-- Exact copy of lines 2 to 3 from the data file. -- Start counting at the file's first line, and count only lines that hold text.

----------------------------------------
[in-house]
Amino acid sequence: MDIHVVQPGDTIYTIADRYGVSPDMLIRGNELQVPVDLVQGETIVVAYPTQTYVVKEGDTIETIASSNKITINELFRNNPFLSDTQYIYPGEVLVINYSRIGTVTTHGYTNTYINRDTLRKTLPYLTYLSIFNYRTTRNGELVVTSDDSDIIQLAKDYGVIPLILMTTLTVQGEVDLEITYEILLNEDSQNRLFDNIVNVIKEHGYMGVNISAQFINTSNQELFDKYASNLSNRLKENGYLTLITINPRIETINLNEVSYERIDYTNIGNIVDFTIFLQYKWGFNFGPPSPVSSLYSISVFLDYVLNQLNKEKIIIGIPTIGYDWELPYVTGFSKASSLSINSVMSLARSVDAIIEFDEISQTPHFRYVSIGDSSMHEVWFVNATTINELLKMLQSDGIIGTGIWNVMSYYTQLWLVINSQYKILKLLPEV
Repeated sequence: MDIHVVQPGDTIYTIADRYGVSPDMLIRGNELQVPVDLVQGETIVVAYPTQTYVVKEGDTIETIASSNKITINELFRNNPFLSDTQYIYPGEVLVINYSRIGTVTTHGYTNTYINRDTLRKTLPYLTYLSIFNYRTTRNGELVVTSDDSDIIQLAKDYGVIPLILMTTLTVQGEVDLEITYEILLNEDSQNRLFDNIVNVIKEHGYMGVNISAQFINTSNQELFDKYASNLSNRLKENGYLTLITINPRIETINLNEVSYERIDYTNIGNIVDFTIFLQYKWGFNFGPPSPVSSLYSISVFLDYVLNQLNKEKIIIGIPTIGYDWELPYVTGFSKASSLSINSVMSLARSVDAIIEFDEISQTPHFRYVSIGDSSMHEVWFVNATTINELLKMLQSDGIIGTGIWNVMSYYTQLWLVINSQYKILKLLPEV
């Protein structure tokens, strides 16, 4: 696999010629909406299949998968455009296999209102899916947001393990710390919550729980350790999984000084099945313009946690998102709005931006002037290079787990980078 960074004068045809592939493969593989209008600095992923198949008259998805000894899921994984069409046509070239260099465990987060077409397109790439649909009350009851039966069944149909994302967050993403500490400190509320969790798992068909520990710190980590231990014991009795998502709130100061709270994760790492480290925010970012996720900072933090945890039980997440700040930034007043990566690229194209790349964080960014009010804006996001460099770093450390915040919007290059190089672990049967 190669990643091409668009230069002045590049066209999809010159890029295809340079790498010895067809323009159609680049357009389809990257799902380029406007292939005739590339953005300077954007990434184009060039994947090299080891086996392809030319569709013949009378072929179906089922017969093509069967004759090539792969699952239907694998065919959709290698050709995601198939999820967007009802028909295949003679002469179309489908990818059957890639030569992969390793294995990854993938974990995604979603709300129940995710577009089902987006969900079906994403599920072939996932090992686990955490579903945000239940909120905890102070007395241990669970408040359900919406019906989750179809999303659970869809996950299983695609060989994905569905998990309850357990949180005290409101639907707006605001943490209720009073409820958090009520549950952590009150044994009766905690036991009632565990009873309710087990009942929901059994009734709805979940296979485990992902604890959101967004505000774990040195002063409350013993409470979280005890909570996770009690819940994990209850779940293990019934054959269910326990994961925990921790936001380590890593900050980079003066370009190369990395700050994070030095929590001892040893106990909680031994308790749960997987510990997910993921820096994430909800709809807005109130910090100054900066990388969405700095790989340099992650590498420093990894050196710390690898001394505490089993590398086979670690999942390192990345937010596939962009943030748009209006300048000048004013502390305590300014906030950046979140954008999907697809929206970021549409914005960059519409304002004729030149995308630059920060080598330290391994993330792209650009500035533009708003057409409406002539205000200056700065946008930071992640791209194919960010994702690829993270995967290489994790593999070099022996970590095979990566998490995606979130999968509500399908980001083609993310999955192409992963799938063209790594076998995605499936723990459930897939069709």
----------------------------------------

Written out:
Amino acid sequence: MDIHVVQPGDTIYTIADRYGVSPDMLIRGNELQVPVDLVQGETIVVAYPTQTYVVKEGDTIETIASSNKITINELFRNNPFLSDTQYIYPGEVLVINYSRIGTVTTHGYTNTYINRDTLRKTLPYLTYLSIFNYRTTRNGELVVTSDDSDIIQLAKDYGVIPLILMTTLTVQGEVDLEITYEILLNEDSQNRLFDNIVNVIKEHGYMGVNISAQFINTSNQELFDKYASNLSNRLKENGYLTLITINPRIETINLNEVSYERIDYTNIGNIVDFTIFLQYKWGFNFGPPSPVSSLYSISVFLDYVLNQLNKEKIIIGIPTIGYDWELPYVTGFSKASSLSINSVMSLARSVDAIIEFDEISQTPHFRYVSIGDSSMHEVWFVNATTINELLKMLQSDGIIGTGIWNVMSYYTQLWLVINSQYKILKLLPEV
Repeated sequence: MDIHVVQPGDTIYTIADRYGVSPDMLIRGNELQVPVDLVQGETIVVAYPTQTYVVKEGDTIETIASSNKITINELFRNNPFLSDTQYIYPGEVLVINYSRIGTVTTHGYTNTYINRDTLRKTLPYLTYLSIFNYRTTRNGELVVTSDDSDIIQLAKDYGVIPLILMTTLTVQGEVDLEITYEILLNEDSQNRLFDNIVNVIKEHGYMGVNISAQFINTSNQELFDKYASNLSNRLKENGYLTLITINPRIETINLNEVSYERIDYTNIGNIVDFTIFLQYKWGFNFGPPSPVSSLYSISVFLDYVLNQLNKEKIIIGIPTIGYDWELPYVTGFSKASSLSINSVMSLARSVDAIIEFDEISQTPHFRYVSIGDSSMHEVWFVNATTINELLKMLQSDGIIGTGIWNVMSYYTQLWLVINSQYKILKLLPEV